Lyndsey Layton of the Washington Post has written a sympathetic article about Arne Duncan and the waning of his powers as Secretary of Education. He is a nice guy. He is a close friend of the president. He cares about individual children that he met along the way. The pending reauthorization of the Elementary and Secondary Education Act will prohibit him and future Secretaries from interfering in state decisions about standards, curriculum and assessment. His family has already moved back to Chicago. But he will stay on the job to the very end.
When Obama was elected, many educators and parents thought that Obama would bring a new vision of the federal role in education, one that freed schools from the test-and-punish mindset of George W. Bush's No Child Left Behind. But Arne Duncan and Barack Obama had a vision no different from George W. Bush and doubled down on the importance of testing, while encouraging privatization and undermining the teaching profession with a $50 million grant to Teach for America to place more novice teachers in high-needs schools. Duncan never said a bad word about charters, no matter how many scandals and frauds were revealed.
During Duncan's tenure in office:
* He used his control of billions of dollars to promote a dual school system of privately managed charter schools operating alongside public schools;
* He has done nothing to call attention to the fraud and corruption in the charter sector or to curb charters run by non-educators for profit or to insist on charter school accountability or to require charters to enroll the neediest children;
* He pushed to require states to evaluate teachers by the test scores of their students, which has caused massive demoralization among teachers, raised the stakes attached to testing, and produced no positive results;
* He used federal funds and waivers from NCLB to push the adoption of Common Core standards and to create two testing consortia, which many states have abandoned;
* The Common Core tests are so absurdly "rigorous" that most students have failed them, even in schools that send high percentages of students to four-year colleges, the failure rates have been highest among students who are English language learners, students with disabilities, and students of color;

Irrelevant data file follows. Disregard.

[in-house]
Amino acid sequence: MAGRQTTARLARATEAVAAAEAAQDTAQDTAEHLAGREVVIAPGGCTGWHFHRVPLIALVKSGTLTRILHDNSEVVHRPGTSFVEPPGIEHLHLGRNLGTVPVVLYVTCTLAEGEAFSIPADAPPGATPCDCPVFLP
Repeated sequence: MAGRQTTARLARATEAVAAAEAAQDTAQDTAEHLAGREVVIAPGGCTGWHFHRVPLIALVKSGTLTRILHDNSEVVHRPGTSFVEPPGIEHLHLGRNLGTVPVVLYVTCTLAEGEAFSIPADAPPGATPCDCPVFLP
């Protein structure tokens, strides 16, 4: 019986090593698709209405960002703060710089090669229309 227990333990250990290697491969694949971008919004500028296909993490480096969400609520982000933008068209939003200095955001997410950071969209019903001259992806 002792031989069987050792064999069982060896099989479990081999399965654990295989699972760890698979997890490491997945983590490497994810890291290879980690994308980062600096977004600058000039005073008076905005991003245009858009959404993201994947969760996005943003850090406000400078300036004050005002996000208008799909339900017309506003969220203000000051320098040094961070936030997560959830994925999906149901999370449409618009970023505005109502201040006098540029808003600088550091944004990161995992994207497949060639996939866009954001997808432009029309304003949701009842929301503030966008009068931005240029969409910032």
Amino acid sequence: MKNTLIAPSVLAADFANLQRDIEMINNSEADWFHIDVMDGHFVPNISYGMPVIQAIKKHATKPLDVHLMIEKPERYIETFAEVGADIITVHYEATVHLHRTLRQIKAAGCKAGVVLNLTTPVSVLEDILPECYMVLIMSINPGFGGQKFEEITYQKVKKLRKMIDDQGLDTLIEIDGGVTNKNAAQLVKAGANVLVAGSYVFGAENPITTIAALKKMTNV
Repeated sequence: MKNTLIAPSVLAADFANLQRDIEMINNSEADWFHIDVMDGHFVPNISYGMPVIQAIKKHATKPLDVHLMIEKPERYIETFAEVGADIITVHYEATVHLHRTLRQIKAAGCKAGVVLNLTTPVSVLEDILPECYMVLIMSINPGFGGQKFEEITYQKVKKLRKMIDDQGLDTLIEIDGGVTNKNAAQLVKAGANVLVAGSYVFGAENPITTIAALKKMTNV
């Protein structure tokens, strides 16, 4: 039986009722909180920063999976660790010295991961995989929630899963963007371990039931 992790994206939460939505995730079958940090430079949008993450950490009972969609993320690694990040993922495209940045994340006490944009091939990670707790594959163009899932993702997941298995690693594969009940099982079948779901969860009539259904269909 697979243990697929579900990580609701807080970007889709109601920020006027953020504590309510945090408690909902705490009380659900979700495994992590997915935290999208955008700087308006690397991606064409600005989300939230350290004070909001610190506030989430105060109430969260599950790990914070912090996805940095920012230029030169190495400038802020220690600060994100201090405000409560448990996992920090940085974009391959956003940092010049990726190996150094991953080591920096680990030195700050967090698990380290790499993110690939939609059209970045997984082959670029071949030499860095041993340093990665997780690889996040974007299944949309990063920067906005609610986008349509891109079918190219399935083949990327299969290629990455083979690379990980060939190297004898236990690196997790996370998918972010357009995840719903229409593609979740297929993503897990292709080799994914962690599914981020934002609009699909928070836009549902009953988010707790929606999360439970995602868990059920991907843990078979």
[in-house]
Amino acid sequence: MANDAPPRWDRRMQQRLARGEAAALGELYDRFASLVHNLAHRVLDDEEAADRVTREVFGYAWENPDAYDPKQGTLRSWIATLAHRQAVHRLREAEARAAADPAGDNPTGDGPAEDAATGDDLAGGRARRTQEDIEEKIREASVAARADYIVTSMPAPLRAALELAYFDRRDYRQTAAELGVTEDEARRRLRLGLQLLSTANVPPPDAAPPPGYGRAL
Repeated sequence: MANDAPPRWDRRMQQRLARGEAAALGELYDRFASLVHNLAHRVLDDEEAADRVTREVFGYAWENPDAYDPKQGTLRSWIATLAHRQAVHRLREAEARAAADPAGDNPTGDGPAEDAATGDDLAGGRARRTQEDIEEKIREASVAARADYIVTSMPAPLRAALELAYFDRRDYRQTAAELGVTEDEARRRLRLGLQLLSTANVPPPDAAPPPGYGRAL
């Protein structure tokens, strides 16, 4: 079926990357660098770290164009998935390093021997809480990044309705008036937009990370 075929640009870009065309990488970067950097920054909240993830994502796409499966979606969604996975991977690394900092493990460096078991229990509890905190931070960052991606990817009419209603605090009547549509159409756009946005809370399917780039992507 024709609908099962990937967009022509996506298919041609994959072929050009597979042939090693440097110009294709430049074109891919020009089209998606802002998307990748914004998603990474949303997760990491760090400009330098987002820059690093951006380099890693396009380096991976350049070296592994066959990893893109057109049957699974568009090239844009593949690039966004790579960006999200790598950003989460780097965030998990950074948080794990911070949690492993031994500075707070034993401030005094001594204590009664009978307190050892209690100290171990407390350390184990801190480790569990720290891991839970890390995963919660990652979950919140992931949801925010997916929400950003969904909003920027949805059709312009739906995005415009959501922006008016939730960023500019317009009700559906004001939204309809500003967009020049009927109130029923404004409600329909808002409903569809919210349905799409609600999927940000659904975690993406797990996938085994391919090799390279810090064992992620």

* He has bemoaned rising resegregation of the schools but done nothing to reduce it;
* He has been silent as state after state has attacked collective bargaining and due process for teachers;
* He has done nothing in response to the explosion of voucher programs that transfer public funds to religious schools;
* Because of his policies, enrollments in teacher education programs, even in Teach for America, have plummeted, and many experienced teachers are taking early retirement;
* He has unleashed a mad frenzy of testing in classrooms across the country, treating standardized test scores as the goal of all education, rather than as a measure;
* His tenure has been marked by the rise of an aggressive privatization movement, which seeks to eliminate public education in urban districts, where residents have the least political power;
* He loosened the regulations on the federal student privacy act, permitting massive data mining of the data banks that federal funds created;
* He looked the other way as predatory for-profit colleges preyed on veterans and minorities, plunging students deep into debt;
* Duncan has regularly accused parents and teachers of "lying" to students. For reasons that are unclear, he wants everyone to believe that our public schools are terrible, our students are lazy, not too bright, and lacking ambition. If he were a basketball coach, he would have been encouraging the team to try harder and to reach for greater accomplishment, but instead he took every opportunity to run down the team and repeat how dreadful they are. He spoke of "respect" but he never showed it.
This era has not been good for students; nearly a quarter live in poverty, and fully 51% live in low-income families. This era has not been good for teachers, who feel disrespected and demeaned by governors, legislatures, and the U.S. Department of Education. This era has not been good for parents, who see their local public schools lose resources to charter schools and see their children subjected to endless, intensive testing.
It will take years to recover from the damage that Arne Duncan's policies have inflicted on public education. He exceeded the authority of his office to promote a failed agenda, one that had no evidence behind it. The next president and the next Secretary of Education will have an enormous job to do to restore our nation's public education system from the damage done by Race to the Top. We need leadership that believes in the joy of learning and in equality of educational opportunity. We have not had either for 15 years.